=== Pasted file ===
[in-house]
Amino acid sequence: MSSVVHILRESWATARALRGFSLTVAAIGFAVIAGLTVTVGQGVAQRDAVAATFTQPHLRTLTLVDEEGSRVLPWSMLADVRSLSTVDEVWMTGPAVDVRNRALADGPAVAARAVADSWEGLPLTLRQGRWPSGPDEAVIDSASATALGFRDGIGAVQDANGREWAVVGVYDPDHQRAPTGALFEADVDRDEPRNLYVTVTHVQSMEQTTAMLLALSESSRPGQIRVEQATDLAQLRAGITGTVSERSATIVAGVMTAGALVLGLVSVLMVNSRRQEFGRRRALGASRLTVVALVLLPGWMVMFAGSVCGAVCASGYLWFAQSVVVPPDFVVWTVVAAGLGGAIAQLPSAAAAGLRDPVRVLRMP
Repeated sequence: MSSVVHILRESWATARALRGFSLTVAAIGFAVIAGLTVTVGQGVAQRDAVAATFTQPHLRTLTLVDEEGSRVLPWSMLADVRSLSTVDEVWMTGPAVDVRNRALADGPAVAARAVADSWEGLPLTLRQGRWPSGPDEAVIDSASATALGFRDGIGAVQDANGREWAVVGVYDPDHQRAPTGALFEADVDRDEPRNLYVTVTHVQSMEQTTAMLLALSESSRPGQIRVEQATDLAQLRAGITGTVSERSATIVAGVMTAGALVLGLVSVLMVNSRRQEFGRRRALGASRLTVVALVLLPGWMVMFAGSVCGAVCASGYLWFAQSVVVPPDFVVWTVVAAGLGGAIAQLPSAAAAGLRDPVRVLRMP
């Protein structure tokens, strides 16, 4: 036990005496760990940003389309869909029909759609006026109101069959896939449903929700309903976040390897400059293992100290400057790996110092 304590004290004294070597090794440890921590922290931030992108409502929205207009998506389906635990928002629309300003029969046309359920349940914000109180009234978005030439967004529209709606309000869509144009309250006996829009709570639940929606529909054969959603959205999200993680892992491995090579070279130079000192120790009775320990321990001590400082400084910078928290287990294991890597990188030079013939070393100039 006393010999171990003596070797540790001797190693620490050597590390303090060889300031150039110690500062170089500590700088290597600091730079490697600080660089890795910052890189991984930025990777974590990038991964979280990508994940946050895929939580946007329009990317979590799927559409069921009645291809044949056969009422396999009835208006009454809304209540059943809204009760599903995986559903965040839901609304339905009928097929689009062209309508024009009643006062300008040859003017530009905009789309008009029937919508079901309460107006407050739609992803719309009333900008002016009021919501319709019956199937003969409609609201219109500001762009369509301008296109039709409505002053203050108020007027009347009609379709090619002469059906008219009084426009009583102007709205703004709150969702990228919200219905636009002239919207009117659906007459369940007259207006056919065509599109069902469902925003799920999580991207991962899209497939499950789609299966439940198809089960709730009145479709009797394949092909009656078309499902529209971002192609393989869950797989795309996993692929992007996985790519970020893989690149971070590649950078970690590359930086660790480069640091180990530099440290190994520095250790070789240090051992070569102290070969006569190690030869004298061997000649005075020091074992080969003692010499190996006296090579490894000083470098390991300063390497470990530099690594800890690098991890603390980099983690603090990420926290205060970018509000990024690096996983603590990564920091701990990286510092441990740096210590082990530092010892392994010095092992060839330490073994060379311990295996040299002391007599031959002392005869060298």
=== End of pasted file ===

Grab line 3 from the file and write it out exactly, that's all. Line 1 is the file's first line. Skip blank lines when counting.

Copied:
Repeated sequence: MSSVVHILRESWATARALRGFSLTVAAIGFAVIAGLTVTVGQGVAQRDAVAATFTQPHLRTLTLVDEEGSRVLPWSMLADVRSLSTVDEVWMTGPAVDVRNRALADGPAVAARAVADSWEGLPLTLRQGRWPSGPDEAVIDSASATALGFRDGIGAVQDANGREWAVVGVYDPDHQRAPTGALFEADVDRDEPRNLYVTVTHVQSMEQTTAMLLALSESSRPGQIRVEQATDLAQLRAGITGTVSERSATIVAGVMTAGALVLGLVSVLMVNSRRQEFGRRRALGASRLTVVALVLLPGWMVMFAGSVCGAVCASGYLWFAQSVVVPPDFVVWTVVAAGLGGAIAQLPSAAAAGLRDPVRVLRMP